Thomas Folsom


Thomas Folsom, one of the most progressive and well known farmers of Post township, owns and operates a fine property of one hundred and twenty acres, upon which he has resided since 1887. He was born in Ripley county, Indiana, on the 16th of April, 1849, and is the son of Benjamin and Sarah (Webster) Folsom, both natives of that state, the former born May 15, 1816, and the latter on the 29th of May, 1818. In early life the father engaged in milling in Indiana. He came to Iowa in 1865, turning his attention first to farming and afterward to his former occupation, becoming connected with the Myron mill, wherein he remained employed for ten years thereafter. At the end of that time he secured a position in another mill a short distance down the river but after five years there was taken sick and retired from active life, dying on the 29th of October, 1883. In addition to his activity as a miller he was also a well known Baptist minister, preaching the doctrines in which he believed, at intervals, for many years although he never had charge of any church. His wife survived him a number of years, dying on the 5th of January, 1912. They had a large family of children, of whom the subject of this review was the fifth in order of birth. His oldest brother was killed during the Civil war on the Chickamauga battlefield.

Thomas Folsom acquired his education in the district schools of Indiana and came with his parents to Iowa in 1865. When he was fifteen years of age he began working as a farm hand by the day and month and so continued until he was twenty-eight years, when he married and rented a farm in Post township which he developed and improved for some time, buying in 1887 the land in Post township upon which he still resides. The years have brought him steadily increasing success in his farming operations, for his methods have been at all times practical and progressive and his industry unflagging. He is a successful grain grower and an extensive stock-raiser and his farm is one of the finest in this part of Allamakee county, its excellent condition reflecting his many years of care and labor. He is also a stockholder in the Farmers Cooperative Store at Postville and in the Cooperative Creamery and is known as a far-sighted, reliable and discriminating business man.

On September 30, 1877, Mr. Folsom married Miss Eliza N. Ewing, who was born in Post township, this county, October 24, 1857. She is a daughter of Thomas and Elizabeth (Clark) Ewing, natives of Hamilton county, Indiana, the father a plasterer and mason by trade. They came to Iowa in the spring of 1858 as pioneers and located on Yellow river, in Post township, where Thomas Ewing purchased land. He later sold his holdings and thereafter worked at his trade until his death, which occurred on the 22d of September, 1887, when he was sixty-one years of age. He and his wife became the parents of twelve children, of whom Mrs. Folsom is the fifth in order of birth. Mr. and Mrs. Folsom have ten children. Lonnie, who was born August 10, 1878, married Hazel, a daughter of George Harris and they now reside on the Harris farm. Rachel, born September 4, 1879, married Warner Harris, of whom further mention is made elsewhere in this work. William, born September 25, 1881, is a painter by trade. He married Miss Josephine Getkins and they reside in Postville. Lee, who was born September 20, 1883, married Miss Bertha Hammel and they make their home on a farm two miles southeast of Postville. Richard, whose birth occurred on the 3d of February, 1886, married Mabel Harris, a daughter of George Harris, and they now reside on a farm near Hardin, in Franklin township. Melbert, who was born February 9, 1888, resides at home. Austin, born May 3, 1890, is also at home. Angie, born September 5, 1892, is the wife of Earl Hammel, a farmer in Ludlow township. Gilbert, born November 16, 1894, is residing on the home farm. Milo, the youngest member of the family, was born August 19, 1897.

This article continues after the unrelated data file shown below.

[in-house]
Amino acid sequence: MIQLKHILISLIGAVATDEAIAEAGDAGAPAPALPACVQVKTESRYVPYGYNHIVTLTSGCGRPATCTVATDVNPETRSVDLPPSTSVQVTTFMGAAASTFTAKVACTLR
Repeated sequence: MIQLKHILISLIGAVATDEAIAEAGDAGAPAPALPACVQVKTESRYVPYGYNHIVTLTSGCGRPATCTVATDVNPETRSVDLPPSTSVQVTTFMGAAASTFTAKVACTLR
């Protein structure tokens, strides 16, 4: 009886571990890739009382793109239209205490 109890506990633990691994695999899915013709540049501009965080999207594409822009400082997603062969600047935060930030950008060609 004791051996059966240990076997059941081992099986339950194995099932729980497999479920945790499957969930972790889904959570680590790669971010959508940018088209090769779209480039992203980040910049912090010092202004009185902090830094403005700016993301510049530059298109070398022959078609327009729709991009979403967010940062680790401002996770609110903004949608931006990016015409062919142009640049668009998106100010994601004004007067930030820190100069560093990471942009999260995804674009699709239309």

Mr. Folsom affiliates with the Modern Brotherhood of America. He devotes practically his entire time to his farm and his labors during the twenty-six years of his residence upon it have been rewarded by success, so that he stands today in the front ranks of successful and progressive agriculturists.

-source: Past & Present of Allamakee County; by Ellery M. Hancock; S. J. Clarke Pub. Co.; 1913
-transcribed by Linda Earnheart

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